"On Their Deathbed" - The Truth About Deathbed Wills
Chances are, you’ve heard the phrase “on their deathbed,” which usually refers to someone that is terminally ill and near death. Depending on the circumstances surrounding an individual’s illness, as well as family dynamics, he or she may be without a formal will to divide his or her assets at the time of death. When this is the case, a deathbed will might be drafted. Yet, the truth is—deathbed wills can be risky, because they are typically composed quickly, leaving room for error and questioning from frustrated beneficiaries.
To better understand, when a will is drawn up properly, it requires the attention of a qualified estate law attorney. In this case, the attorney guides family members in drafting a legally sound document that is solid and clear. An attorney also takes into account federal estate taxes and specific strategies to minimize or eliminate payment of those. On the other hand, when a will is drawn up quickly, taxes such as these might be completely overlooked. In other cases, a deathbed will may lack proper signatures and may not meet legal requirements at all.
For the most part, when a family member is facing imminent death, and a will must be updated or drafted for the first time, the chief concern of most family members is the mental competency of the person or testator. In other words, if a will is going to be challenged or contested, it always seems to come back to the person’s mental capacity. As defined by the University of Georgia’s Cooperative Extension, capacity means that the person must be of sound mind and memory and understand what they are doing, which is dictating how their property will be distributed when they die.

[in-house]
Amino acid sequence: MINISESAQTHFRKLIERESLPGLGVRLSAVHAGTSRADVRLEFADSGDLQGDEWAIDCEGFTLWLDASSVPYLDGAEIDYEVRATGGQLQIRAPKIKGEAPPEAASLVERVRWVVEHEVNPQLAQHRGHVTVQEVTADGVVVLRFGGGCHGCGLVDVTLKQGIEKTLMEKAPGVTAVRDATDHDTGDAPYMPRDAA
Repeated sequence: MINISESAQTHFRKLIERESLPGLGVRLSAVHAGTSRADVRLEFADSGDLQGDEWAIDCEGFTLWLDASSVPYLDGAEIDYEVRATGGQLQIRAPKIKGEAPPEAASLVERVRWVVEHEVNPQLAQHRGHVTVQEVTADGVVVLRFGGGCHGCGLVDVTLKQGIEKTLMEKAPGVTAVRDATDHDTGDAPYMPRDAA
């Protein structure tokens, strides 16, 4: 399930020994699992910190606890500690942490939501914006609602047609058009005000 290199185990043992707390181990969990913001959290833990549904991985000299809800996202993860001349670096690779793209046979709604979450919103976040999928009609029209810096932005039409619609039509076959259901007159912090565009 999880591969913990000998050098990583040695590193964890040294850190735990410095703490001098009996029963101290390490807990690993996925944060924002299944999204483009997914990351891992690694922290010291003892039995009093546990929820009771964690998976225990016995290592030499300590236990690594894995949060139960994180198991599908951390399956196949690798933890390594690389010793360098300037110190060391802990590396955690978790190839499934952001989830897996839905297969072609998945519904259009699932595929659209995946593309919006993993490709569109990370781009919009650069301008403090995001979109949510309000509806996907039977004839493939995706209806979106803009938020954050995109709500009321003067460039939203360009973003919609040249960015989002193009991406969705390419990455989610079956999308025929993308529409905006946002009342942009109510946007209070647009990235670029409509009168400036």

Given that different family members have different interpretations of one’s mental capacity, it’s easy to see why deathbed wills are questioned.
Your Augusta And Evans, GA Wills And Probate Attorneys
In creating a will, you can trust Shepard, Plunkett & Hamilton, LLP, for a thorough investigation into your best interests and future. As your Augusta and Evans, GA wills and probate attorneys, we provide active and diligent advisement on creating simple wills, estate administration, intestate, guardianships, living wills, advanced medical directives, fraudulent induced wills and disputes, as well as power of attorney and general powers of attorney.
For a free consultation to discuss the particulars of your case, call the legal team at Shepard, Plunkett & Hamilton, LLP today.
Posted on behalf of Shepard, Plunkett and Hamilton, LLP